If your household is lower-risk, I think the amount of fear you are experiencing is understandable, but it's really more about managing those feelings. I am 100% team flatten the curve and I live with a 75 year old and a teenager with asthma. I get it. But there are some things where there's just a certain amount of risk, just like when there's traffic on the road you can be hit. At that point you just take the risk...mitigate what you can, and live with the rest.
posted by warriorqueen at 5:58 AM on March 24 [19 favorites]


Call ahead and ask what times the store is least busy. If you can't get through to the store hazard a guess. If the parking lot is packed go home and try another time.

Look down each aisle and wait until it is clear or at least clearer before entering. You can always do a couple of other aisles and then come back. Do the aisle you expect to be most crowded first, so you have more time to keep coming back to it.

Look at people and see if they will make eye contact and are aware of you before you are too close. If they won't make eye contact give them more space and assume they will potentially come close to you. People signal their awareness of you by how they look at you and you can learn to predict from their gaze how likely they are to crowd you.

If you do end up too close to people, face the wall or the shelves so that the back of your head is between them and your face, to reduce breathing the same air that might have droplets. You can stop on the spot and pivot your direction as they go by. You're going to jump in the shower and shampoo when you get home.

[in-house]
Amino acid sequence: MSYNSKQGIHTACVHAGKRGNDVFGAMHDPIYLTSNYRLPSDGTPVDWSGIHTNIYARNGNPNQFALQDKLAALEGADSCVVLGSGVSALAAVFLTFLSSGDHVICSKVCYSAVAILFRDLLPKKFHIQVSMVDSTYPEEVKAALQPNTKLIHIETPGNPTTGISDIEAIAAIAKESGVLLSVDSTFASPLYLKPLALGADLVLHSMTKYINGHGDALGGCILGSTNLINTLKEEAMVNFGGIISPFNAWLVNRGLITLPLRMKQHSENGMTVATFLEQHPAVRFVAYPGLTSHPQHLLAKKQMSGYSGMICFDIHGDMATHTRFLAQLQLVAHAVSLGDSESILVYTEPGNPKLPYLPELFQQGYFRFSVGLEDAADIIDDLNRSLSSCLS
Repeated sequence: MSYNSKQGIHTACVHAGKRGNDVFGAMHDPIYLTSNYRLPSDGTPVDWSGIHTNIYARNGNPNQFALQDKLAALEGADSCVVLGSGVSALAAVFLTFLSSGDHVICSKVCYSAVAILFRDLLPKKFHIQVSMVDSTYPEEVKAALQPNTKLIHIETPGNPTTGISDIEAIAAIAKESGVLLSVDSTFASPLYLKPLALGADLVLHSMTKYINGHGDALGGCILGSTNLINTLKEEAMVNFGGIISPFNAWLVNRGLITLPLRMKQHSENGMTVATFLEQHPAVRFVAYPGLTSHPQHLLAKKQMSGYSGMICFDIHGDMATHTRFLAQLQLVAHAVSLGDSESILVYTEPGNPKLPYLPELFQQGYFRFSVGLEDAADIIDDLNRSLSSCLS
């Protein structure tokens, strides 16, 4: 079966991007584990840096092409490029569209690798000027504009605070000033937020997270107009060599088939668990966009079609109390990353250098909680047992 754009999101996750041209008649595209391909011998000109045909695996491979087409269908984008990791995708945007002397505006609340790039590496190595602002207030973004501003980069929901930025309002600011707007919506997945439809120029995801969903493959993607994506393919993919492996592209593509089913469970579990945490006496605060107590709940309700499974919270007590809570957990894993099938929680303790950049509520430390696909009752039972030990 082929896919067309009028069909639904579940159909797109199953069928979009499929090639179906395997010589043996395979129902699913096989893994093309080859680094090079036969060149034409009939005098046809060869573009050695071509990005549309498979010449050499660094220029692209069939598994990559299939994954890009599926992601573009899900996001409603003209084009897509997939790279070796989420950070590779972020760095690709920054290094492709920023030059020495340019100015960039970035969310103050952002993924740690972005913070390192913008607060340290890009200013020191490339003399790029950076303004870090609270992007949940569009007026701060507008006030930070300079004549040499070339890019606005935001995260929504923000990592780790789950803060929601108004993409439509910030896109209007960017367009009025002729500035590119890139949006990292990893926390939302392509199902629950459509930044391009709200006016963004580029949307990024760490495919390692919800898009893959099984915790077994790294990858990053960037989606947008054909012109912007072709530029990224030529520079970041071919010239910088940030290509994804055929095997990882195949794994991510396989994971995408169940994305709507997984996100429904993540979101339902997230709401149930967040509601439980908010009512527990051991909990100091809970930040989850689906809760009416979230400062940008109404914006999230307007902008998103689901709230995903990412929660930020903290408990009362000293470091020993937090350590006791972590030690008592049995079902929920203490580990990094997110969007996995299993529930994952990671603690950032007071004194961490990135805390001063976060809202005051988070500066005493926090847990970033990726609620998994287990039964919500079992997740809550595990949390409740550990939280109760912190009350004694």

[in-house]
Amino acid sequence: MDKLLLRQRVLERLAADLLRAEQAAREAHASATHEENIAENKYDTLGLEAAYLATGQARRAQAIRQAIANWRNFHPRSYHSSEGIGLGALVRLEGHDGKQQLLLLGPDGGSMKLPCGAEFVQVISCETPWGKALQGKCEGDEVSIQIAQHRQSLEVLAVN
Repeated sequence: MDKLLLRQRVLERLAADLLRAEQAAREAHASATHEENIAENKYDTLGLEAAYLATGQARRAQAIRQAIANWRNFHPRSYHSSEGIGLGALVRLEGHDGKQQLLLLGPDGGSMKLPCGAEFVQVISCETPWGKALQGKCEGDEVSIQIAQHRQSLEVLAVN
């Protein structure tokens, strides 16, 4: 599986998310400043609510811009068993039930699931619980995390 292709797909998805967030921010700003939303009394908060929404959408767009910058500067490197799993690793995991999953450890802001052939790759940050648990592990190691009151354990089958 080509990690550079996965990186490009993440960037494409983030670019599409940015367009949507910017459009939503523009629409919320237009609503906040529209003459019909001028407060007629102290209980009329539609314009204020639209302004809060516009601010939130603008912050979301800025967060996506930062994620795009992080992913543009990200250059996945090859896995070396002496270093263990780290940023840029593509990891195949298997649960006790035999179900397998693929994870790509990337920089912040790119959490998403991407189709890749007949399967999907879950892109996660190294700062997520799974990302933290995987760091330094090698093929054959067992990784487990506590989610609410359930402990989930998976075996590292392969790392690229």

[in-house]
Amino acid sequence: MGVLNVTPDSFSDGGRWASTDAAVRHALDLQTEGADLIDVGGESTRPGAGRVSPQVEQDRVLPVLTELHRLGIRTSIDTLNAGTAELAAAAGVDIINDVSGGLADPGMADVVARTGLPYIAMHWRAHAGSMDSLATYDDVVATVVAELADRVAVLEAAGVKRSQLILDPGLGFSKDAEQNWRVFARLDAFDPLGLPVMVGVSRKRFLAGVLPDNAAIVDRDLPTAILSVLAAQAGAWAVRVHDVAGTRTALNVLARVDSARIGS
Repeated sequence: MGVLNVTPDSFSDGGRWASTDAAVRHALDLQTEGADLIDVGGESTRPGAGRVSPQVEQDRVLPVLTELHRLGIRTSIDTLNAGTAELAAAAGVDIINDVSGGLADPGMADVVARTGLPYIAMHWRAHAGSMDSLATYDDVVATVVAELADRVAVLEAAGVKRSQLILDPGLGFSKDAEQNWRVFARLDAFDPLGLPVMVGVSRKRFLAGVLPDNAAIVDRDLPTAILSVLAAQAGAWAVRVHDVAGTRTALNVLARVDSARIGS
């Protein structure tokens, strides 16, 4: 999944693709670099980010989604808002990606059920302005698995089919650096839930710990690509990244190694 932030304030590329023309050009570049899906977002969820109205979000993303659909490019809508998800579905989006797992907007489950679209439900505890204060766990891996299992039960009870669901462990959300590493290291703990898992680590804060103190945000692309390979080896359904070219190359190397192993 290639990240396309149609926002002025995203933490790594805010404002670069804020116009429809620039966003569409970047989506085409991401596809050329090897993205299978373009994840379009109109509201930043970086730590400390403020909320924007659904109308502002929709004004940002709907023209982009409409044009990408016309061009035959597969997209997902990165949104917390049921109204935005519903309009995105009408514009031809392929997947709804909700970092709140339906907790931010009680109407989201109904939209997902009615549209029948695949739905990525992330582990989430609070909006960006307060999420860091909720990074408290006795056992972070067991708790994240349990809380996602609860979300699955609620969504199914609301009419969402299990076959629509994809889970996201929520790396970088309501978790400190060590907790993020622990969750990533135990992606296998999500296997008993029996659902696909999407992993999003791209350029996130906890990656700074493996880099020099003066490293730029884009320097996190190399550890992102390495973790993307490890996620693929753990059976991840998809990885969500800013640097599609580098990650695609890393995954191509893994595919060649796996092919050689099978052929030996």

Use your cart to help create social distance. Be prepared to not be deferential. Cart pushers usually do a lot of jockeying around to avoid blocking people. You should still be doing that because you don't want to have some one impatient walking abreast of you, but you can also team up with other people without needing to discuss it, to ensure that when people have to wait they are not bunching up in your airspace.

Look for someone practicing good social distancing and follow them at the correct distance. You do risk an impatient person weaving past you, but they will be your advance scout and may provide some blocking that protects you.

Say, "I don't want to infect you," when requesting social distance. If they look at you with horror and hostility you can defuse it by saying, "My cousin was traveling. I haven't seen her but I did see her mother."

Remember that many people who are not social distancing sufficiently are doing so because their living circumstances make it really difficult and they haven't figured out how to make it part of their reality, not because they are in denial or don't care. Until someone who who works at a job where they apply make up to multiple strangers has figured out how to get distance from that situation they will not be prioritizing the six foot or more rule in stores. For many people social distancing only begins after their boss tells them to go home and stay home. There are a huge number of people not social distancing who are very close to a panic meltdown because they don't know how to do it and not get fired, or be homeless, or estranged from family, or miss medical appointments critical to their quality of life.

Be extremely patient and don't try to rush through the expedition because you feel safer at home. Better to stand in the back of the store for twenty extra minutes observing traffic patterns than to grab things and forget to sanitize when you get in.